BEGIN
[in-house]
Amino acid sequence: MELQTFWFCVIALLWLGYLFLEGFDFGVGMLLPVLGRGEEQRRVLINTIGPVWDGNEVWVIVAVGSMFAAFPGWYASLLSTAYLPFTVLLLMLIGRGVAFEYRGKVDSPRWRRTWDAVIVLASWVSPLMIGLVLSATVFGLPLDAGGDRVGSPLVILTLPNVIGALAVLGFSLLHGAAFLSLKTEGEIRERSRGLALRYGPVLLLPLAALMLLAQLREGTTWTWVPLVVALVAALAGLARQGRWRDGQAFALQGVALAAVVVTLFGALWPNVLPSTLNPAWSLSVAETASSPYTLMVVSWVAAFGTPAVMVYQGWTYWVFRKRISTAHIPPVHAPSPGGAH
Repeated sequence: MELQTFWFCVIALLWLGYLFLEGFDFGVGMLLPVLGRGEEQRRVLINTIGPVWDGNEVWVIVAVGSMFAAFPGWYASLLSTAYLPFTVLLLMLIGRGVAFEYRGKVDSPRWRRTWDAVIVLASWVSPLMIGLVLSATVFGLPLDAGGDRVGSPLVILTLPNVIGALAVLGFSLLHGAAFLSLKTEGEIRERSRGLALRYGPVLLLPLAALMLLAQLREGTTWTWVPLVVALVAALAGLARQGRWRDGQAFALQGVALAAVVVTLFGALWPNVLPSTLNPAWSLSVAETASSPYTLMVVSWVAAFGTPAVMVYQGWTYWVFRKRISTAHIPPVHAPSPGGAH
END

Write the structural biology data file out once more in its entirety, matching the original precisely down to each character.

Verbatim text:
[in-house]
Amino acid sequence: MELQTFWFCVIALLWLGYLFLEGFDFGVGMLLPVLGRGEEQRRVLINTIGPVWDGNEVWVIVAVGSMFAAFPGWYASLLSTAYLPFTVLLLMLIGRGVAFEYRGKVDSPRWRRTWDAVIVLASWVSPLMIGLVLSATVFGLPLDAGGDRVGSPLVILTLPNVIGALAVLGFSLLHGAAFLSLKTEGEIRERSRGLALRYGPVLLLPLAALMLLAQLREGTTWTWVPLVVALVAALAGLARQGRWRDGQAFALQGVALAAVVVTLFGALWPNVLPSTLNPAWSLSVAETASSPYTLMVVSWVAAFGTPAVMVYQGWTYWVFRKRISTAHIPPVHAPSPGGAH
Repeated sequence: MELQTFWFCVIALLWLGYLFLEGFDFGVGMLLPVLGRGEEQRRVLINTIGPVWDGNEVWVIVAVGSMFAAFPGWYASLLSTAYLPFTVLLLMLIGRGVAFEYRGKVDSPRWRRTWDAVIVLASWVSPLMIGLVLSATVFGLPLDAGGDRVGSPLVILTLPNVIGALAVLGFSLLHGAAFLSLKTEGEIRERSRGLALRYGPVLLLPLAALMLLAQLREGTTWTWVPLVVALVAALAGLARQGRWRDGQAFALQGVALAAVVVTLFGALWPNVLPSTLNPAWSLSVAETASSPYTLMVVSWVAAFGTPAVMVYQGWTYWVFRKRISTAHIPPVHAPSPGGAH